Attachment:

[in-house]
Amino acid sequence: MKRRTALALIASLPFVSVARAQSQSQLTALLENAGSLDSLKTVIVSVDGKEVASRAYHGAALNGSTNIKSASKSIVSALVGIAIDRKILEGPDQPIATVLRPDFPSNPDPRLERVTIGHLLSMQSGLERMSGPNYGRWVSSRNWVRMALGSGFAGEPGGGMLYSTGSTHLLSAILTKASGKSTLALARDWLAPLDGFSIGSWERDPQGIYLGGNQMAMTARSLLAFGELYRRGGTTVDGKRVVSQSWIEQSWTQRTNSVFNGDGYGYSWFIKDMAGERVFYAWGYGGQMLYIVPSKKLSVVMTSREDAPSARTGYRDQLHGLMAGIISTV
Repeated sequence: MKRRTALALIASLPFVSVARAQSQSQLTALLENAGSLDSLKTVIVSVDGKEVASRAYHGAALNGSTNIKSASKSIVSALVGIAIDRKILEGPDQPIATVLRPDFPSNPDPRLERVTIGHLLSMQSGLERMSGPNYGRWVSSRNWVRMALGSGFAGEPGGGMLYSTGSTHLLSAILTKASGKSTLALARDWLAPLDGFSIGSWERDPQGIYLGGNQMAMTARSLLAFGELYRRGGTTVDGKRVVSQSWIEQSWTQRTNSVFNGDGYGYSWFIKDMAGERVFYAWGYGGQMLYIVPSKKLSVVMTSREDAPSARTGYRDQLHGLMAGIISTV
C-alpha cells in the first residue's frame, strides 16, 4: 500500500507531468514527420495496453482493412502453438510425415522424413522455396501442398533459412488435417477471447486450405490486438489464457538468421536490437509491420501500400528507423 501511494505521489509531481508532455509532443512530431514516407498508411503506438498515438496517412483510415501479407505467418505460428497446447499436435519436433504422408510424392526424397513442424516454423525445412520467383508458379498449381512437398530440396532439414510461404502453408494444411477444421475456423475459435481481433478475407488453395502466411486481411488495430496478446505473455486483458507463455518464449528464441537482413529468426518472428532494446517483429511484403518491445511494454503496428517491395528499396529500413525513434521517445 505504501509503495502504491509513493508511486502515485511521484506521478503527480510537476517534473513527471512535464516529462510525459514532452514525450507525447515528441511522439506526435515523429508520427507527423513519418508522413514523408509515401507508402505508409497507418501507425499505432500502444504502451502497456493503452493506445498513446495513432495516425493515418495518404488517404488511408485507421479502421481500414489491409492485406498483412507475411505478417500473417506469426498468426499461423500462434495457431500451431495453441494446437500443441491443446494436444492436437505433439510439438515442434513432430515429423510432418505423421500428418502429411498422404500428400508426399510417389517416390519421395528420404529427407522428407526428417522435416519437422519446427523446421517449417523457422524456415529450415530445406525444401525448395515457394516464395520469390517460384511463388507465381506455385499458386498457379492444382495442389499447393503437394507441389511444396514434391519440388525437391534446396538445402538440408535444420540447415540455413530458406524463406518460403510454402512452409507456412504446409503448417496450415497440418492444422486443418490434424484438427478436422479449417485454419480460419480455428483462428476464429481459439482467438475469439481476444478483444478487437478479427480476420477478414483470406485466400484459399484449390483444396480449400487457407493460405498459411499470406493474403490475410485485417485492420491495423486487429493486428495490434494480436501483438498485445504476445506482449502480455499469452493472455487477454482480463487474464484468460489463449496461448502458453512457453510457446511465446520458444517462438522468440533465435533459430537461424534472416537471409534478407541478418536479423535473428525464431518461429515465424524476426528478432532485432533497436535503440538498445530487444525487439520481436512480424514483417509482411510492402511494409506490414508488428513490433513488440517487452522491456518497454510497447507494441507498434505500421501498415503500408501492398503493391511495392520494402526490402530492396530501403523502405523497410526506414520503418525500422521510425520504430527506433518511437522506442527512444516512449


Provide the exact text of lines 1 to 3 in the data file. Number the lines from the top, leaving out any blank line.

[in-house]
Amino acid sequence: MKRRTALALIASLPFVSVARAQSQSQLTALLENAGSLDSLKTVIVSVDGKEVASRAYHGAALNGSTNIKSASKSIVSALVGIAIDRKILEGPDQPIATVLRPDFPSNPDPRLERVTIGHLLSMQSGLERMSGPNYGRWVSSRNWVRMALGSGFAGEPGGGMLYSTGSTHLLSAILTKASGKSTLALARDWLAPLDGFSIGSWERDPQGIYLGGNQMAMTARSLLAFGELYRRGGTTVDGKRVVSQSWIEQSWTQRTNSVFNGDGYGYSWFIKDMAGERVFYAWGYGGQMLYIVPSKKLSVVMTSREDAPSARTGYRDQLHGLMAGIISTV
Repeated sequence: MKRRTALALIASLPFVSVARAQSQSQLTALLENAGSLDSLKTVIVSVDGKEVASRAYHGAALNGSTNIKSASKSIVSALVGIAIDRKILEGPDQPIATVLRPDFPSNPDPRLERVTIGHLLSMQSGLERMSGPNYGRWVSSRNWVRMALGSGFAGEPGGGMLYSTGSTHLLSAILTKASGKSTLALARDWLAPLDGFSIGSWERDPQGIYLGGNQMAMTARSLLAFGELYRRGGTTVDGKRVVSQSWIEQSWTQRTNSVFNGDGYGYSWFIKDMAGERVFYAWGYGGQMLYIVPSKKLSVVMTSREDAPSARTGYRDQLHGLMAGIISTV